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October is Domestic Violence Awareness Month: Support a Local Cause

The White Buffalo Calf Woman Society, a nonprofit organization, on the Rosebud Reservation is offering a number of outreach events this month.

The White Buffalo Calf Woman Society, a nonprofit organization, on the Rosebud Reservation in South Dakota is offering a number of outreach and educational events including a walk in Rosebud on October 8 to raise awareness about domestic violence. The Society, the first shelter located on a reservation for domestic violence victims, has struggled to keep its doors open this past year after the completion of several federal grants.

Last month, however, Society leaders announced that the organization had received a $900,000 grant from the Department of Justice to be shared with Rosebud tribal courts and law enforcement.

The Society has served victims of domestic and sexual violence for 38 years, offering emergency shelter and other services.

According to the National Indigenous Women’s Resource Center, Native women are subjected to domestic violence at a rate of 2.5 times higher than any other group in the United States.

“Our shelter is always full,” said Janet Rouzen of the Rosebud tribe. She is executive director of the Society that serves four counties including the Pine Ridge Reservation in this sprawling region of Southwestern South Dakota.

The Department of Justice announced recently that its office had awarded 169 grants to tribes, Alaska Native villages and tribal designees totaling $87 million. The Coordinated Tribal Assistance Solicitation (CTAS) grants are designed to help in crime prevention, public safety and community policing, justice systems planning, alcohol and substance abuse, corrections and correctional alternatives and violence against women and youth.

“$900,000 sounds like a lot of money to people but we have so much need here,” she noted.

The Pine Ridge Reservation, for instance, does not currently have a shelter so domestic violence victims must be transported to the Society or shelters in Rapid City or other parts of the state. The cost of transportation, including staff time and gas, is overwhelming according to Rouzen. Rapid City is at least two hours from Pine Ridge.

“Everything is so spread out here in South Dakota. We often do our transports relay style with other agencies if we have to, “she noted.

Women usually come to the shelter with little more than the clothing on their and their children’s’ backs. “We rely on the generosity of donors for food and clothing for our clients,” Rouzen said.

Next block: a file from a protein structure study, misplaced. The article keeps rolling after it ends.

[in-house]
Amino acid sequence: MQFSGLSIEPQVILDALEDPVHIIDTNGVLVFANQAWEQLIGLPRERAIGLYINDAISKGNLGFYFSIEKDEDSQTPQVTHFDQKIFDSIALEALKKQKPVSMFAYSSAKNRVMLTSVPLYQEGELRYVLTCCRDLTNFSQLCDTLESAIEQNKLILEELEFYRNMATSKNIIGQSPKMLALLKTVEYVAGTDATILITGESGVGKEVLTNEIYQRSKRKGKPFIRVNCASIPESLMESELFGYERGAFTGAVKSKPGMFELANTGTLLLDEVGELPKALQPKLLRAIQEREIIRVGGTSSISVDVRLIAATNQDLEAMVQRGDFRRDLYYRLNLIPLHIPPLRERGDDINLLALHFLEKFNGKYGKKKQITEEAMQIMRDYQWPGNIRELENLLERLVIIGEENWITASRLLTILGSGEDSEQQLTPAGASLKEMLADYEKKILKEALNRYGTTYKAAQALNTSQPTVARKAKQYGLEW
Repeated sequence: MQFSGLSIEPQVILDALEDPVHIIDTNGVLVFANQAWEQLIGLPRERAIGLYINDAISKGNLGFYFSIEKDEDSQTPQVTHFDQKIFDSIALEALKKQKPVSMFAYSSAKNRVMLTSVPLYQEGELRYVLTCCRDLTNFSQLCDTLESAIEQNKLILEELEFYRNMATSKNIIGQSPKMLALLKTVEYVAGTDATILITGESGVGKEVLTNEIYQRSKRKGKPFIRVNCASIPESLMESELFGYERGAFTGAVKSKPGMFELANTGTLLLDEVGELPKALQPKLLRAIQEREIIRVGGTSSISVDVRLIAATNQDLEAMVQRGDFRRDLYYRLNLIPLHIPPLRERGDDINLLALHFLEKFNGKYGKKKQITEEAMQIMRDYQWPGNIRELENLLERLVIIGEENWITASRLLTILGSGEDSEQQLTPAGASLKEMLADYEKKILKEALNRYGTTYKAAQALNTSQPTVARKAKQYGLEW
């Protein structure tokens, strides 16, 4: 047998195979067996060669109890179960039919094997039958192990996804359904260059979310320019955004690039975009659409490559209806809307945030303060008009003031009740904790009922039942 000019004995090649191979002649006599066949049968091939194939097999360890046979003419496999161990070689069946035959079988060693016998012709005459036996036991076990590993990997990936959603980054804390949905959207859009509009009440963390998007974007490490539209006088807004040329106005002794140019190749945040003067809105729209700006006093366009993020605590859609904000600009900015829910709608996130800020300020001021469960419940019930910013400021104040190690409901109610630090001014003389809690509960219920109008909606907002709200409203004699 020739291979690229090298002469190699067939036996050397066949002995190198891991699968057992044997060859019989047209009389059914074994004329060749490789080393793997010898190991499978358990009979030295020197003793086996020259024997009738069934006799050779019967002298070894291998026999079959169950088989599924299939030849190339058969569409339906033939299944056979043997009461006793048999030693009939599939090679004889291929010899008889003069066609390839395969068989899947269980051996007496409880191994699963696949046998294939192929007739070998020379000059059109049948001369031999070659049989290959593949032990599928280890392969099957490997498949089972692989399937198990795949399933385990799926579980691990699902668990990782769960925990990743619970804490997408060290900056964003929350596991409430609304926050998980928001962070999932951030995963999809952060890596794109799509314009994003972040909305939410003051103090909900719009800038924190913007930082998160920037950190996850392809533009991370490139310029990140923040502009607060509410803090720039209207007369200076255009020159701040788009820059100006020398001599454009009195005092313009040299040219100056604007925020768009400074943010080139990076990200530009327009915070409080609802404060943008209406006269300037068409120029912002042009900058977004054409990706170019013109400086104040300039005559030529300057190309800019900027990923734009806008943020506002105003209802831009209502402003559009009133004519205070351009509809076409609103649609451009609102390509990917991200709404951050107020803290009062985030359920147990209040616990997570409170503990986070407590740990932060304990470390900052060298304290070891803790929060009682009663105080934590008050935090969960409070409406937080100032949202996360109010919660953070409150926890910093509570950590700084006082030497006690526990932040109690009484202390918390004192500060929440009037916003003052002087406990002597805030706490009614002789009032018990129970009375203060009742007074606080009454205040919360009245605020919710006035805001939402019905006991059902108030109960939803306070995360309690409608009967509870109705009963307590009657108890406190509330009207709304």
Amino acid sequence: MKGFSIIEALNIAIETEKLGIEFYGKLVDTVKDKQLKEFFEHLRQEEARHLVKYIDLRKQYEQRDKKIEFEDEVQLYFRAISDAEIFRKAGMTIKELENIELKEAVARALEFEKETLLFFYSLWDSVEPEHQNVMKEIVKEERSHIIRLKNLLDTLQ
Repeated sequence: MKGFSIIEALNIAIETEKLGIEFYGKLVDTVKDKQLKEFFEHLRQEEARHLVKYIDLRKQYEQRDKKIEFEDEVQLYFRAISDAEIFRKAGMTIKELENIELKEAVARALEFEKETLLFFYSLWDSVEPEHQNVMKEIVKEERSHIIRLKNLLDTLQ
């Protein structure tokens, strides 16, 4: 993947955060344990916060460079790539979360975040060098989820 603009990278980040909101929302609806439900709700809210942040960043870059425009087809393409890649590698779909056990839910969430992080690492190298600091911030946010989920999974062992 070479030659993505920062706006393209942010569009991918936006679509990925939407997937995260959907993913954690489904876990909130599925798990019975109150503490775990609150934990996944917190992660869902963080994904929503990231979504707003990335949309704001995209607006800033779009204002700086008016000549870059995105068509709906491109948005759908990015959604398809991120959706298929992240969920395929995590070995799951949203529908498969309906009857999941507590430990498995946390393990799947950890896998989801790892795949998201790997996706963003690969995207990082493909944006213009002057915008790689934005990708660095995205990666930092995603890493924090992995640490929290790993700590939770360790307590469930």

As of June, the Society has housed 65 women and 101 children during 2014.

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“We never turn people away. Although it may be far from their home, we find a safe place for them and their children,” Rouzen said.

Rouzen noted that staying with family members is often impossible since perpetrators may target them as well; therefore, it’s often necessary to house women away from home. This creates further expense, as they must then travel greater distances to attend counseling and doctor appointments.

Half of the CTAS grant goes to the Rosebud reservation law and judicial system to pay for basics such as process servers who are needed to serve protection orders for victims of domestic violence against their perpetrators. “We only had one process server before the grant. That person was responsible, not only for serving protection orders, but for all the other civil orders created by the tribal court,” Rouzen said.

Rouzen worries about future generations as children who have been exposed to violence grow up and repeat what they have seen in their relationships.

“There is no direction about healthy behavior, no good modeling of what a good relationship should look like. We end up with this continuous cycle,” she said.

Principal Deputy Director Bea Hanson for the Office of Violence Against Women agrees. “We know from our work across Indian country and elsewhere, that early intervention that interrupts or deters a pattern of escalating violence is the key to avoiding more serious and deadly violence in the future,” she said in a DOJ press release.”

“And it is the key to saving more women’s lives and protecting more children from growing up in a home where violence is the norm,” she added.

“Tribes don’t have sufficient revenue to support victim services or all the needs of the courts, so organizations like the Society fill an essential need,” Rouzen noted.

Unfortunately, $400,000, the Society’s share of the grant won’t cover all the organization’s expenses.

“I’m just sitting here now crunching the numbers trying to figure out how we can make this work if we don’t get any additional monies. Some of us may have to go part-time. Somehow we will still have to do the same, if not more, work.” Rouzen said.

She is grateful however and notes that the grant is the first financial break the organization has gotten in quite awhile.

Learn more about the White Buffalo Calf Women Society here.

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